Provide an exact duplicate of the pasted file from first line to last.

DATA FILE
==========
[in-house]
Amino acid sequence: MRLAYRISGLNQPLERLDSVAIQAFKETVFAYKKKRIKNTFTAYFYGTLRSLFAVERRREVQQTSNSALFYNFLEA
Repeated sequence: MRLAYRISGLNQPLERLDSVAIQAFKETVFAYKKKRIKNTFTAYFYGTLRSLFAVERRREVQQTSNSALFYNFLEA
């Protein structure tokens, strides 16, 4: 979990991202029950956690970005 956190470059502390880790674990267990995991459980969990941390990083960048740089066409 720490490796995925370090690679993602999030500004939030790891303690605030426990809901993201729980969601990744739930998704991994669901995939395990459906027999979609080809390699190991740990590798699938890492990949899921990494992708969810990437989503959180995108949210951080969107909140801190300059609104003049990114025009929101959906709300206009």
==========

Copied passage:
[in-house]
Amino acid sequence: MRLAYRISGLNQPLERLDSVAIQAFKETVFAYKKKRIKNTFTAYFYGTLRSLFAVERRREVQQTSNSALFYNFLEA
Repeated sequence: MRLAYRISGLNQPLERLDSVAIQAFKETVFAYKKKRIKNTFTAYFYGTLRSLFAVERRREVQQTSNSALFYNFLEA
């Protein structure tokens, strides 16, 4: 979990991202029950956690970005 956190470059502390880790674990267990995991459980969990941390990083960048740089066409 720490490796995925370090690679993602999030500004939030790891303690605030426990809901993201729980969601990744739930998704991994669901995939395990459906027999979609080809390699190991740990590798699938890492990949899921990494992708969810990437989503959180995108949210951080969107909140801190300059609104003049990114025009929101959906709300206009």